Taiwan flags to test legal system | South China Morning Post
  • Mon
  • Mar 2, 2015
  • Updated: 8:11am

Taiwan flags to test legal system

PUBLISHED : Monday, 06 October, 1997, 12:00am
UPDATED : Monday, 06 October, 1997, 12:00am

A pro-Taiwan trade union council will put Hong Kong's legal autonomy to the test by displaying two Taiwan national flags at its Double Tenth Festival celebration in Mongkok on Friday.


Speaking after an executive committee meeting last night, Lee Kwok-keung of the 28,000-strong Hong Kong and Kowloon Trades Union Council said he thought the display of Taiwan's national flag would be acceptable to the SAR Government as Hong Kong was under the 'one country, two systems' model.


The SAR Government has not said whether it will take legal action against groups which publicly hoist Taiwan's national flag.


Asked whether they feared prosecution for hoisting the flag in Hong Kong, Mr Lee said: 'It should be all right. It's a private dinner.


'We did that in previous years. The possibility is not big.' Asked if they thought the Government would accuse them of advocating 'two Chinas' or 'one China, one Taiwan', he said: 'The fact is that there are two political entities here.


'For several decades, we have been supporting this [Taiwan].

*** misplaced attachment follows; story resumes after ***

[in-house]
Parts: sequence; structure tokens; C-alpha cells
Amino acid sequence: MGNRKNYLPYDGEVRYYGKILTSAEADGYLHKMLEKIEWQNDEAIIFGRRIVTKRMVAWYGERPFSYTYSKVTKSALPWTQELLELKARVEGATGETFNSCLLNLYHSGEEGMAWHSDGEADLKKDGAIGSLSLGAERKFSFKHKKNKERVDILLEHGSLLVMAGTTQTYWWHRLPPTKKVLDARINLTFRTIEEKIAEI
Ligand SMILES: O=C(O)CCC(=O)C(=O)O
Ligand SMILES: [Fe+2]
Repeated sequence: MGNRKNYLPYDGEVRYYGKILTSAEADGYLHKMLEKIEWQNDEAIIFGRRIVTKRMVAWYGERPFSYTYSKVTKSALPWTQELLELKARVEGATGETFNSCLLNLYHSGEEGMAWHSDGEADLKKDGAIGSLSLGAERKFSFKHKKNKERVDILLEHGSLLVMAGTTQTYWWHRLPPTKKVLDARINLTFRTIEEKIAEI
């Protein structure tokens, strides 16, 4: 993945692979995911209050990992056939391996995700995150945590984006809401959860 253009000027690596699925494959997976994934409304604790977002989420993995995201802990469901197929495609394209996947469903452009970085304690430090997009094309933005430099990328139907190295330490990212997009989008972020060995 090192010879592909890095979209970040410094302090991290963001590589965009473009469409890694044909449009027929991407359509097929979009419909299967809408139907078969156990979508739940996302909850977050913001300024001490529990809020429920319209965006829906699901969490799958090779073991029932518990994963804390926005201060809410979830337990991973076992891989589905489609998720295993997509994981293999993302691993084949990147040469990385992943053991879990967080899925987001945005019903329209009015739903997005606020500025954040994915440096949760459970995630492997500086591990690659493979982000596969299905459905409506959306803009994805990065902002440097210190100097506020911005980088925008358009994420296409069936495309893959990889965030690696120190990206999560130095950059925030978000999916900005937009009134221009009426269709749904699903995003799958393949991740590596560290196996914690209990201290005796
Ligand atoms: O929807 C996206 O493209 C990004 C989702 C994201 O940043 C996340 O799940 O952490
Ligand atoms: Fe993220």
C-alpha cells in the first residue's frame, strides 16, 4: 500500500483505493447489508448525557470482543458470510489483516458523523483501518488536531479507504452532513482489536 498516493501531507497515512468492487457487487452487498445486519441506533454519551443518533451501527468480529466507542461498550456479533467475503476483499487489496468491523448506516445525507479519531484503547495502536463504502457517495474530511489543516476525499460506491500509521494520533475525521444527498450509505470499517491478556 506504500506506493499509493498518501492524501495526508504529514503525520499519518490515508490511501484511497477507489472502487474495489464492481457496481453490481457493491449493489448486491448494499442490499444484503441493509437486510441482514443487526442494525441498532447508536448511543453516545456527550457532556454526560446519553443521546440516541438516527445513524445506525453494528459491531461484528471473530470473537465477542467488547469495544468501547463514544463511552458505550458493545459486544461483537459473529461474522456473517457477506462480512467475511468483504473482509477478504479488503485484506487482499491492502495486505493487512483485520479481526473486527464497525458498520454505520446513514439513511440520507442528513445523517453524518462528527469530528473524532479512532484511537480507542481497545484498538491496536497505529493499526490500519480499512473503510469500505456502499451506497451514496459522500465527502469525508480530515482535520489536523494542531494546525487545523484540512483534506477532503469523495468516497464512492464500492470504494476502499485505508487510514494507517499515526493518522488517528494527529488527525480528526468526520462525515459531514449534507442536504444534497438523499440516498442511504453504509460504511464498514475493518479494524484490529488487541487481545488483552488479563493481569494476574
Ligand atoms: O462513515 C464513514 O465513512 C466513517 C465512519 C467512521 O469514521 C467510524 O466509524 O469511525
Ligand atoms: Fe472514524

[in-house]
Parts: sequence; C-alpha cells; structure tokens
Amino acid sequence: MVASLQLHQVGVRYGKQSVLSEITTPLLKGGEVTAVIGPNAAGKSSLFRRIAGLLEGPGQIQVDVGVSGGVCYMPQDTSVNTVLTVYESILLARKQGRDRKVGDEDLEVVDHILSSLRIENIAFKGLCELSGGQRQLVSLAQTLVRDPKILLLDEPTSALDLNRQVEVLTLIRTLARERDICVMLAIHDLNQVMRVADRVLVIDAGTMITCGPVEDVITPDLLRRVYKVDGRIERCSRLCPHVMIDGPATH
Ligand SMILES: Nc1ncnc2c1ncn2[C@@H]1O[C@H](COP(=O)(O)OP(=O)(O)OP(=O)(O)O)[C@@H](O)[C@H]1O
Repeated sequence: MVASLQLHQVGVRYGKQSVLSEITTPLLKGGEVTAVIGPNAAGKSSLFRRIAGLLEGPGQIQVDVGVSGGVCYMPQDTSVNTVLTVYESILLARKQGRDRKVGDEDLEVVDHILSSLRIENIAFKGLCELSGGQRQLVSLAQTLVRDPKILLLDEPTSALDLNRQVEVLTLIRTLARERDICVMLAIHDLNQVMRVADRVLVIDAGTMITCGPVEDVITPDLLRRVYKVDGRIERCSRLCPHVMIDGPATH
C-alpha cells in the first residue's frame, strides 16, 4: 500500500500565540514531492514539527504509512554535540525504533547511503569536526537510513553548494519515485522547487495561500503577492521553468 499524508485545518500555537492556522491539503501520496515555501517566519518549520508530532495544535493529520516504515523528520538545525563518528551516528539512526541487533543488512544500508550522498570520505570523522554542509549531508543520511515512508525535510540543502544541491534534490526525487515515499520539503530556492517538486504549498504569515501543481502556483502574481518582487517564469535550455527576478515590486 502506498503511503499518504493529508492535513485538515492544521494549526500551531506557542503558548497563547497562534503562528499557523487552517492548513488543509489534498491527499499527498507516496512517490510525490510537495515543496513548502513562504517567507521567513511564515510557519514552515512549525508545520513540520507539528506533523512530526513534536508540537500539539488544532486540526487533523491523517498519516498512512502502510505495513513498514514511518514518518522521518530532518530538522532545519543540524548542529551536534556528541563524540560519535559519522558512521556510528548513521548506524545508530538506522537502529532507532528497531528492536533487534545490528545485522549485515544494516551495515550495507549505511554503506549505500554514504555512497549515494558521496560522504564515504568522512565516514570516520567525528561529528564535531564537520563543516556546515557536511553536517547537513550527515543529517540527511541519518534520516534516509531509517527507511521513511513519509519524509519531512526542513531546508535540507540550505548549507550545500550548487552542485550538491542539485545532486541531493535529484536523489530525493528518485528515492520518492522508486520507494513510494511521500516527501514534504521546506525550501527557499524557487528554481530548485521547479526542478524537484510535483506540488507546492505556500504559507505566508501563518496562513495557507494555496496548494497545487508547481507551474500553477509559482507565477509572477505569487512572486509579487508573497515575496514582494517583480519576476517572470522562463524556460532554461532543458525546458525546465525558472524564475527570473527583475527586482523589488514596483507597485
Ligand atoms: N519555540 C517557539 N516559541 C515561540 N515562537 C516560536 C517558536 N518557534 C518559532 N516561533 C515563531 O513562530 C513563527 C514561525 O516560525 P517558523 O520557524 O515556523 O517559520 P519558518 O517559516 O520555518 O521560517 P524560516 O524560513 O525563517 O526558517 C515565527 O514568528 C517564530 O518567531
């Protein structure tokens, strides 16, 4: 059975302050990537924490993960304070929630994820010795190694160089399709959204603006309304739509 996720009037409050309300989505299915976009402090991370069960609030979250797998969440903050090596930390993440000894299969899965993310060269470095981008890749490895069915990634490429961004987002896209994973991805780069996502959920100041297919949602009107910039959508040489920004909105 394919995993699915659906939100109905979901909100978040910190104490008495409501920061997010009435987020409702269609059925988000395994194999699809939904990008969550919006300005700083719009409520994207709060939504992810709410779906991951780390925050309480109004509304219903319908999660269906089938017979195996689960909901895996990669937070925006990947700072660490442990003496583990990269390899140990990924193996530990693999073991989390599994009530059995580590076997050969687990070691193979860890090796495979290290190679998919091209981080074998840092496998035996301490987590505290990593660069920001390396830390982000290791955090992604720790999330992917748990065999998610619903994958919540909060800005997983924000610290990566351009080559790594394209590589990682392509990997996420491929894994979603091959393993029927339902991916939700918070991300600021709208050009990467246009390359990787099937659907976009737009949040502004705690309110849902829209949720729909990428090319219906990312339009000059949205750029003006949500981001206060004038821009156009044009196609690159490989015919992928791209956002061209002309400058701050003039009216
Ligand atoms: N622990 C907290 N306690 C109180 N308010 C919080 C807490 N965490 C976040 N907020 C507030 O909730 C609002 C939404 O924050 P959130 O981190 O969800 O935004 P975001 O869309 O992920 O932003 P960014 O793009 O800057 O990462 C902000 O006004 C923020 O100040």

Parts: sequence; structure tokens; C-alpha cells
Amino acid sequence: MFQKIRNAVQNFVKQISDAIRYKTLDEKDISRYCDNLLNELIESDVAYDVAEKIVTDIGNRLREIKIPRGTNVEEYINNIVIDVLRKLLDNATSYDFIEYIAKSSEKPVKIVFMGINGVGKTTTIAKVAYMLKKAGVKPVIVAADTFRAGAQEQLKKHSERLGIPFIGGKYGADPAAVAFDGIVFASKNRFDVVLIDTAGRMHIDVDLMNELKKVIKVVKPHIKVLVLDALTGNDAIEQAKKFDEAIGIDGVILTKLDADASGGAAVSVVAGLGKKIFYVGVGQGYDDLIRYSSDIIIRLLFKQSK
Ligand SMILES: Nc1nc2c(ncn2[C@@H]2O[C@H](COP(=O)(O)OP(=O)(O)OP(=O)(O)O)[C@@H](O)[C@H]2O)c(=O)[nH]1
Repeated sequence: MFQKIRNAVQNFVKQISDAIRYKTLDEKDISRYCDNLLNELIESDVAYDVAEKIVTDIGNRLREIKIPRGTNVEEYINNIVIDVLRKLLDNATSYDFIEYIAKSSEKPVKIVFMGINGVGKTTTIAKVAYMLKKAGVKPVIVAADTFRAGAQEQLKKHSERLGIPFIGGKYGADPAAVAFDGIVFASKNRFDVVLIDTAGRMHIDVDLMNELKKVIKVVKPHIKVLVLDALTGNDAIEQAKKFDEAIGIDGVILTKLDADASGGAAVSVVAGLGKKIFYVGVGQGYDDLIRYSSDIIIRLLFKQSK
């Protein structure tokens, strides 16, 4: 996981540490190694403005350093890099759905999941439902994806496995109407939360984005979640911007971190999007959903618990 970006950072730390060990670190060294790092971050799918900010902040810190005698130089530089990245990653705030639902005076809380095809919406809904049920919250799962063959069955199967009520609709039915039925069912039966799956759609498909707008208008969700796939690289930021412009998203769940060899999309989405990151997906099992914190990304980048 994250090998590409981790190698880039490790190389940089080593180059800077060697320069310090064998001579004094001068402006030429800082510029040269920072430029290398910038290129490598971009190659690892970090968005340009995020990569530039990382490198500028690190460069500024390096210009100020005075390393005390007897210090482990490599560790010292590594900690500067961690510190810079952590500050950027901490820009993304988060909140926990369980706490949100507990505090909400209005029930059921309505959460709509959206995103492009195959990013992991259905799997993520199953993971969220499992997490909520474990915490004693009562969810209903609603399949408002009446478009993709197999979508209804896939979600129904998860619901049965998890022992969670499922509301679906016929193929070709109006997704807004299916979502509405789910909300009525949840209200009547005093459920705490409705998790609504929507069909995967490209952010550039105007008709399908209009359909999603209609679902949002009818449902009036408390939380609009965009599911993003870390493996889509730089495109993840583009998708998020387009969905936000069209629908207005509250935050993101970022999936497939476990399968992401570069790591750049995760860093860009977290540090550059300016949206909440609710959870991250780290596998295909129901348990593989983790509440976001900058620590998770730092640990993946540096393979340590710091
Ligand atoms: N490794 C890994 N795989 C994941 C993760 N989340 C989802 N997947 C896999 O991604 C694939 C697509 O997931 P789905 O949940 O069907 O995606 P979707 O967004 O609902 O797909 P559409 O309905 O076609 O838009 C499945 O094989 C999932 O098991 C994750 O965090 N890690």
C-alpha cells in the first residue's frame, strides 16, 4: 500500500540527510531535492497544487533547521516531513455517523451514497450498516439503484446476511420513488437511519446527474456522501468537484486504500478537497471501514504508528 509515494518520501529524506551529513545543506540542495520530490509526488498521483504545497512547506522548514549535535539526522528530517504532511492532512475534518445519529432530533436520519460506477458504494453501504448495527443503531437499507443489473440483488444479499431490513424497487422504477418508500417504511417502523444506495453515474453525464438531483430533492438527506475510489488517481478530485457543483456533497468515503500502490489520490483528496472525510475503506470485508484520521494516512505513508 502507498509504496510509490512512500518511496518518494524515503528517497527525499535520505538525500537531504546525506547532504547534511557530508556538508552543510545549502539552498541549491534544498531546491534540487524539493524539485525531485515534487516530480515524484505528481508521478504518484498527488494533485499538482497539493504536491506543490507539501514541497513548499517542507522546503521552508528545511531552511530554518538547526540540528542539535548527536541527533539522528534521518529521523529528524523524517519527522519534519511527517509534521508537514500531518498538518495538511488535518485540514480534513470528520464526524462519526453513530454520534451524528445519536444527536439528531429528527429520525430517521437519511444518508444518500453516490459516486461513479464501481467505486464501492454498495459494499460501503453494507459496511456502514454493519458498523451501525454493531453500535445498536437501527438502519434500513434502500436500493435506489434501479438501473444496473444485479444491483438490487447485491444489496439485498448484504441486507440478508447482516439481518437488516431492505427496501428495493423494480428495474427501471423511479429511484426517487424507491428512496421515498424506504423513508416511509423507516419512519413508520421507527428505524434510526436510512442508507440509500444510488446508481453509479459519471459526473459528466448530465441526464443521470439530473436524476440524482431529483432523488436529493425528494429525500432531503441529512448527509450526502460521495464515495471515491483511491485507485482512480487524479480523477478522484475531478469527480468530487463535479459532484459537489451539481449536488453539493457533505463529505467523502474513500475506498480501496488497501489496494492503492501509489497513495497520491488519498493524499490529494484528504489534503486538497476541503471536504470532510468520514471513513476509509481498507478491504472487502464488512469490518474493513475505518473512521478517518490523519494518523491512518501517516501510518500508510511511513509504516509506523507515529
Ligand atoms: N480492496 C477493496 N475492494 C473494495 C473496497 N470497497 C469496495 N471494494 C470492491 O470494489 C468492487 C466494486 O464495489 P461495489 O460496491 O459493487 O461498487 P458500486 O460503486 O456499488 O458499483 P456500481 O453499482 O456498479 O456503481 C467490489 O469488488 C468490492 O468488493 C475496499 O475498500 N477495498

'We are not provocative. We only talked about the celebration activity because of the Double Tenth Festival. We would not mention it on ordinary days.' Although some members had suggested that the Kuomintang flag, instead of Taiwan's national flag, be hoisted at the Double Tenth Festival, the proposal was not adopted.


However, the council decided that it would, for the first time in its 49-year history, not play the national anthem of Taiwan during the festival.


Asked if the union members thought people would call them cowards if they did not play the Taiwanese national anthem this year, Mr Lee said: 'That's why we have to strike a balance. If we don't even display [Taiwan's] national flag, members might not be satisfied.


But he said if they did everything as they had done before the handover, the SAR Government 'might not be satisfied'.


The council will not fly the Taiwan national flag on the streets as it did in previous years.


'If we fly the flags on the streets, we will have to find someone to keep an eye on them round the clock to avoid people damaging them,' Mr Lee said.


The council has invited Chief Executive Tung Chee-hwa's special adviser Paul Yip Kwok-wah to attend Friday's celebration.


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